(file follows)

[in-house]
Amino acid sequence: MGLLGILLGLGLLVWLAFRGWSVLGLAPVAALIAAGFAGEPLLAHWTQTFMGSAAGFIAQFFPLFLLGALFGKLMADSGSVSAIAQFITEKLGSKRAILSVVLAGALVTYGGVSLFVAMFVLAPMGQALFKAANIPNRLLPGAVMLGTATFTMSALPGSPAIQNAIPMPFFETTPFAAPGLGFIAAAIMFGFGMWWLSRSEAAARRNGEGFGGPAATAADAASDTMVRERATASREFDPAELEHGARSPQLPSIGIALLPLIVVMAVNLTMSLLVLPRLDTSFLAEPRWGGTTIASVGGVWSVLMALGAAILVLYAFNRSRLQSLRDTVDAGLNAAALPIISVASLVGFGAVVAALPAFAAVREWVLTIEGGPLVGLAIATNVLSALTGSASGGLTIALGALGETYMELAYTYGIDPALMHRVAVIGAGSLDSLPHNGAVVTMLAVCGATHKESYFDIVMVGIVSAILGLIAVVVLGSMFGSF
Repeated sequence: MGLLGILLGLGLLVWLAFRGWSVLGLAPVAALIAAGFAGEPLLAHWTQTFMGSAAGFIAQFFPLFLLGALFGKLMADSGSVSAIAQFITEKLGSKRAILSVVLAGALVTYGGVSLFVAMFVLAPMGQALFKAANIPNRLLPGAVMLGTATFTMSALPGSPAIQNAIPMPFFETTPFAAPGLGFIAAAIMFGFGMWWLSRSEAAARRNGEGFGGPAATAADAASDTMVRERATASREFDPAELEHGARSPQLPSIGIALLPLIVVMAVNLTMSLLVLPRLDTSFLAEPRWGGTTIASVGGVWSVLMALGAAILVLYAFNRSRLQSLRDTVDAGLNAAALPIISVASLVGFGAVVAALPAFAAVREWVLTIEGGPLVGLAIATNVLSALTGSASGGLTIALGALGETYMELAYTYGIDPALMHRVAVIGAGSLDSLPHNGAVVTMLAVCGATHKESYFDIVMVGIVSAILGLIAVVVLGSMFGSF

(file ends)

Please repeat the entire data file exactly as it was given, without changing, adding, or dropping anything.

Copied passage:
[in-house]
Amino acid sequence: MGLLGILLGLGLLVWLAFRGWSVLGLAPVAALIAAGFAGEPLLAHWTQTFMGSAAGFIAQFFPLFLLGALFGKLMADSGSVSAIAQFITEKLGSKRAILSVVLAGALVTYGGVSLFVAMFVLAPMGQALFKAANIPNRLLPGAVMLGTATFTMSALPGSPAIQNAIPMPFFETTPFAAPGLGFIAAAIMFGFGMWWLSRSEAAARRNGEGFGGPAATAADAASDTMVRERATASREFDPAELEHGARSPQLPSIGIALLPLIVVMAVNLTMSLLVLPRLDTSFLAEPRWGGTTIASVGGVWSVLMALGAAILVLYAFNRSRLQSLRDTVDAGLNAAALPIISVASLVGFGAVVAALPAFAAVREWVLTIEGGPLVGLAIATNVLSALTGSASGGLTIALGALGETYMELAYTYGIDPALMHRVAVIGAGSLDSLPHNGAVVTMLAVCGATHKESYFDIVMVGIVSAILGLIAVVVLGSMFGSF
Repeated sequence: MGLLGILLGLGLLVWLAFRGWSVLGLAPVAALIAAGFAGEPLLAHWTQTFMGSAAGFIAQFFPLFLLGALFGKLMADSGSVSAIAQFITEKLGSKRAILSVVLAGALVTYGGVSLFVAMFVLAPMGQALFKAANIPNRLLPGAVMLGTATFTMSALPGSPAIQNAIPMPFFETTPFAAPGLGFIAAAIMFGFGMWWLSRSEAAARRNGEGFGGPAATAADAASDTMVRERATASREFDPAELEHGARSPQLPSIGIALLPLIVVMAVNLTMSLLVLPRLDTSFLAEPRWGGTTIASVGGVWSVLMALGAAILVLYAFNRSRLQSLRDTVDAGLNAAALPIISVASLVGFGAVVAALPAFAAVREWVLTIEGGPLVGLAIATNVLSALTGSASGGLTIALGALGETYMELAYTYGIDPALMHRVAVIGAGSLDSLPHNGAVVTMLAVCGATHKESYFDIVMVGIVSAILGLIAVVVLGSMFGSF